May 3, 2022 — Feline lymphoma is one of the most common and deadly cancers of cats. Yet it still remains difficult to diagnose and treat. Understanding what lymphoma is and isn’t in cats is important if your cat is diagnosed with this type of cancer.
What is lymphoma?
Lymphoma is a cancer that occurs when one lymphocyte (a type of white blood cell) goes rogue and acquires mutations that allow it to escape normal growth restrictions, permitting unrestricted cell division.
What’s the incidence of lymphoma in cats?
There aren’t many published statistics on how many cats are diagnosed with lymphoma each year. Many cats get sick but never receive a definitive diagnosis of lymphoma. Because some diagnostic tests are expensive, a family veterinarian may give a presumptive diagnosis based on clinical exam findings without performing further tests.
What are the most common forms of lymphoma seen in cats?
Lymphoma of the gastrointestinal (GI) tract is the most common form reported by veterinarians. However, in the last two decades, veterinary oncologists and researchers have noted there are two main types of GI lymphoma, each with a different prognosis and treatment: small-cell lymphoma and large-cell lymphoma.
Less common forms of lymphoma include mediastinal (enlarged lymph nodes in the chest cavity), multi-centric nodal forms (involving multiple lymph nodes), and miscellaneous forms such as nasal, kidney and central nervous system (CNS). Extra nodal forms are much less common than GI forms.
How has feline leukemia vaccination effected feline lymphoma demographics and cancer type?
The effectiveness of the feline leukemia vaccine in the reduction of this disease has been astounding. Before widespread vaccination (what some veterinary oncologists call the feline leukemia era), the types of lymphoma seen in feline patients predominantly involved the lymph nodes, especially in the chest.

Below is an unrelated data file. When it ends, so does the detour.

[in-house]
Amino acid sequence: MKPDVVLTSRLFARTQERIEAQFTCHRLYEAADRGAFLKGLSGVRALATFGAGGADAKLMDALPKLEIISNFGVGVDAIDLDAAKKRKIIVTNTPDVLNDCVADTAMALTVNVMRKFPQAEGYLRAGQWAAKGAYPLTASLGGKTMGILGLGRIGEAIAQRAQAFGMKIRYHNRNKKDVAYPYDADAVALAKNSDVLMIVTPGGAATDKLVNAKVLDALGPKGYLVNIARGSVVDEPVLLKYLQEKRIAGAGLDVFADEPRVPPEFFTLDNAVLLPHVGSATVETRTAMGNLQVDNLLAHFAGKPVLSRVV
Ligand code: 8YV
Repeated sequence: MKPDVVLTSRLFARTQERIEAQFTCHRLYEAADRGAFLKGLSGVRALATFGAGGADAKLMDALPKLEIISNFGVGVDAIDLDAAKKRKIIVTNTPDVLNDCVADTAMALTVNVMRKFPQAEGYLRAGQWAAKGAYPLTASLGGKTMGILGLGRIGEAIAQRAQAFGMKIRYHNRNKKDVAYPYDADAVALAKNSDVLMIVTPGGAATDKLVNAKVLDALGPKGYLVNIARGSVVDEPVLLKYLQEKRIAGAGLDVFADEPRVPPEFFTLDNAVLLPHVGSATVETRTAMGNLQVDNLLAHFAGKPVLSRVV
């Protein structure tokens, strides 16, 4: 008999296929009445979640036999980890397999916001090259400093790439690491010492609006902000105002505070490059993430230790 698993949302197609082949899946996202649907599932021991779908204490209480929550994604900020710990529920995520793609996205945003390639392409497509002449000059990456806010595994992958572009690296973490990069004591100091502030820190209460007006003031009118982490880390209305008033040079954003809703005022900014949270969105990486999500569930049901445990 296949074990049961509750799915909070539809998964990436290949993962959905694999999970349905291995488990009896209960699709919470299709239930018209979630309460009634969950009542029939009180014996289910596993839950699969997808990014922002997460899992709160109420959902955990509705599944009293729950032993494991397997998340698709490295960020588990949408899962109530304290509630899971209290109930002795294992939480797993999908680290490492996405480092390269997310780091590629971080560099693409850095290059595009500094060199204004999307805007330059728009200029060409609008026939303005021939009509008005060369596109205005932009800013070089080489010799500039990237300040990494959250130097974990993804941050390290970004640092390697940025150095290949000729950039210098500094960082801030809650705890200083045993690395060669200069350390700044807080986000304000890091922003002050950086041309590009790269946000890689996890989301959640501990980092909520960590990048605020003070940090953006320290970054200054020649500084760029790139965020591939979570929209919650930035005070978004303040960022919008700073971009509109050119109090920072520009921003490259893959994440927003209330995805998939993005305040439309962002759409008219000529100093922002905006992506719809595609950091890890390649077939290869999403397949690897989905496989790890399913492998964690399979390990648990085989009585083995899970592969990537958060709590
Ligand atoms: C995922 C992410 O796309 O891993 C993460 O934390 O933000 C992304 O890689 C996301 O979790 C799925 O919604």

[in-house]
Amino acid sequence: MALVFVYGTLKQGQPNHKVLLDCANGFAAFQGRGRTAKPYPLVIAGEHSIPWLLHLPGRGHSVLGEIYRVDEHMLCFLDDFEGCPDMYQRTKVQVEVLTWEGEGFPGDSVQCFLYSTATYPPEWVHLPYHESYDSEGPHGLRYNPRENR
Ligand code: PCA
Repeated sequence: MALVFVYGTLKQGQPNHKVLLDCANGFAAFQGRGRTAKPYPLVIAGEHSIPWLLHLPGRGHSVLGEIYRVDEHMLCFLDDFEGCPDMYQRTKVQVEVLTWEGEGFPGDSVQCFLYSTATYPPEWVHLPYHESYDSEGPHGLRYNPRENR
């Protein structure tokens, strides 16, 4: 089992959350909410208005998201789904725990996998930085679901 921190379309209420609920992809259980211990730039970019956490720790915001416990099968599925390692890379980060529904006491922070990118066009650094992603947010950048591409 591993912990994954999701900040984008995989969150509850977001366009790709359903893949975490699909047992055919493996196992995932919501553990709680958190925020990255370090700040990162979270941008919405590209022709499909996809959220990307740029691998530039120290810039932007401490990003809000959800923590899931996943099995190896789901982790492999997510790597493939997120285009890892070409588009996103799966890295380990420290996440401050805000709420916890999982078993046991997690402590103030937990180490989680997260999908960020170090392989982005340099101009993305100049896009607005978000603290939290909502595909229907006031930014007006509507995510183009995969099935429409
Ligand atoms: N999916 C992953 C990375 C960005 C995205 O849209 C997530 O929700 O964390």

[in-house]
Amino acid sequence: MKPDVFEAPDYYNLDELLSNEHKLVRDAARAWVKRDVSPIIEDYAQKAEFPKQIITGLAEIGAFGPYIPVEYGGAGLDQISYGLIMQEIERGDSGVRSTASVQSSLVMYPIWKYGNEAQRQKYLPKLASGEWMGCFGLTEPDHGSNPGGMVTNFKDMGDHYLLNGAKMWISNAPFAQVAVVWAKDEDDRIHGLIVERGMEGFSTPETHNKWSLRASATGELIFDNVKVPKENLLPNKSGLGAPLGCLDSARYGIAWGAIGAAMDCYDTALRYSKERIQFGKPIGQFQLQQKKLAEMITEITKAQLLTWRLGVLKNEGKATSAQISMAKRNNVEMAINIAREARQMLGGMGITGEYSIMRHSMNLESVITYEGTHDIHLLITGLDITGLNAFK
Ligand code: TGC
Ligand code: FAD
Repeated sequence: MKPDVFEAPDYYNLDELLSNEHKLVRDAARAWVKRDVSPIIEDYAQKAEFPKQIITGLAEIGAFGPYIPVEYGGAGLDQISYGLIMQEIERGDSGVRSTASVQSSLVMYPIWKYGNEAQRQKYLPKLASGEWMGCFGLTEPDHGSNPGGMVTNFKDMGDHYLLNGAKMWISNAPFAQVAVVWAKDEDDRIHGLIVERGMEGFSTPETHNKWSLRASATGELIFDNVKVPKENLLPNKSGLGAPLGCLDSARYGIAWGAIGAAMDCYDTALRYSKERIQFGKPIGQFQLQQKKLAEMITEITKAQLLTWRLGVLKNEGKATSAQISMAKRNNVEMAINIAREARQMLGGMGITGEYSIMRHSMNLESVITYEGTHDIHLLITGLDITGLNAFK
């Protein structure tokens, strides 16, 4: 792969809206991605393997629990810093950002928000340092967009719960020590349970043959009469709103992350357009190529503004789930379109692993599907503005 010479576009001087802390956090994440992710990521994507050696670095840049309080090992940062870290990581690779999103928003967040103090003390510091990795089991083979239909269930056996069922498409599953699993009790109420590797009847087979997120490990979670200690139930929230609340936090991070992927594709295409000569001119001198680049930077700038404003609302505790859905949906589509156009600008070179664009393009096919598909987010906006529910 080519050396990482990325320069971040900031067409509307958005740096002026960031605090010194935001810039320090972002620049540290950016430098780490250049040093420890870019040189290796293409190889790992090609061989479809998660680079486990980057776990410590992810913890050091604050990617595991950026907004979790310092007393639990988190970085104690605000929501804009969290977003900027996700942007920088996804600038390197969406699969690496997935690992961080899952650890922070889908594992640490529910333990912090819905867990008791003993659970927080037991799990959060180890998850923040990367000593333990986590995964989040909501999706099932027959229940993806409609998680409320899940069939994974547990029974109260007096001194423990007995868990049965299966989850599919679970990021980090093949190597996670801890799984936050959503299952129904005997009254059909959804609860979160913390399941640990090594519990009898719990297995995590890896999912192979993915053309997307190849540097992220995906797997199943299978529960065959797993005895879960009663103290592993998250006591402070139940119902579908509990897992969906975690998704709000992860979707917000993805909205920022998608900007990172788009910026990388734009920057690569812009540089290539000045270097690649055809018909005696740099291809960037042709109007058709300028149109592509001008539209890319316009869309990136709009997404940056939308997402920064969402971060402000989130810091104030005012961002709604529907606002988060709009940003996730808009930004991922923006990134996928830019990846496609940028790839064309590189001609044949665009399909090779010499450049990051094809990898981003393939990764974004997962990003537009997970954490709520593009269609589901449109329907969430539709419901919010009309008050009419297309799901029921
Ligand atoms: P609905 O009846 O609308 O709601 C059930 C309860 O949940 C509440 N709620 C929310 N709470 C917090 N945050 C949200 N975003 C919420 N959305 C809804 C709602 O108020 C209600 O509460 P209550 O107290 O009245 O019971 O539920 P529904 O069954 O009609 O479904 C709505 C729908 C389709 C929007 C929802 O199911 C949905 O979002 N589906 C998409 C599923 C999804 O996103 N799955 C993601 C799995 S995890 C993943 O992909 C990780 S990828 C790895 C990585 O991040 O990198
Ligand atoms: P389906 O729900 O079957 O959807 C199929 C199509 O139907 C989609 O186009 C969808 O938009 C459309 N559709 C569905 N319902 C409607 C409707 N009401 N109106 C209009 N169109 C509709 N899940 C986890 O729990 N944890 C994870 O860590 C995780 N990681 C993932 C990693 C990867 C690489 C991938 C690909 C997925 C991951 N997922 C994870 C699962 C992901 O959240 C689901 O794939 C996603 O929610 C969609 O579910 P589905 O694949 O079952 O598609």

Before vaccination against feline leukemia virus, the age of cats diagnosed with lymphoma averaged 3 to 5 years. Now, in the post-feline leukemia virus vaccine era, cats still are tested for retroviruses, but it's uncommon to find them. The type of cancer also has trended toward GI lymphoma, and the age at diagnosis is much older, often 10 to 12 years of age.
How is lymphoma diagnosed?
There are a few different types of diagnostic tests to diagnose lymphoma. Some tests are preferred if a particular type of lymphoma is suspected. It can be difficult to differentiate small-cell lymphoma from inflammatory bowel disease, so it’s important to make sure all intestinal biopsies are reviewed by an experienced pathologist.
As a general overview, there are four main tests used for diagnosis.
- One is cytology, where cells are collected via aspirate or biopsy and placed on a slide. This test works well for large cell lymphoma forms.
- Histology, which consists of examining stained sections of tissue using a microscope, is the most common way most cancers are diagnosed in both people and pets.
- A third test is flow cytometry. This test uses a special stain to determine if cancerous lymphocytes are B cells or T cells. Learning which subtype of lymphocyte is present can influence prognosis.
- Lastly, there is a clonality assay, which helps to determine if a pool of lymphocytes is clonal, meaning that they are neoplastic (cancerous), or if they're not clonal, indicating an inflammatory condition.
What about treatment?
Even though lymphoma is a very common cancer in both cats and dogs, the course of disease, type seen and treatments used can be very different in cats. A general rule is that for most forms of lymphoma, chemotherapy is the treatment of choice.
In cats diagnosed with small-cell lymphoma of the intestinal tract, oral chlorambucil and an oral steroid such as prednisone are effective treatments. A few retrospective studies report excellent response rates, with many cats living several years after diagnosis.
Those reports are in stark contrast to the prognosis for the high-grade form of GI lymphoma (often referred to as large-cell lymphoma), which is treated with a multiple-drug protocol but has a poor prognosis, with most cats only living a few months even with treatment.
A few types of lymphoma aren’t treated with chemotherapy. A common example is nasal lymphoma in cats which is treated with radiation therapy. However, there remains debate among veterinary oncologists whether or not adjunct chemotherapy is beneficial for this type of cancer.
Cats can develop subcutaneous lymphomas, often on their distal limbs. In those cases, surgical removal with follow-up radiation therapy is used. Surgery also is the primary treatment for cats with Hodgkin's-like lymphoma since the cancer typically affects a single lymph node.
Lymphoma treatment and diagnosis have come a long way, but large knowledge gaps remain that affect your veterinarian’s ability to diagnose and treat the disease effectively. More research is needed to make a difference in the lives of thousands of cats diagnosed with lymphoma each year.
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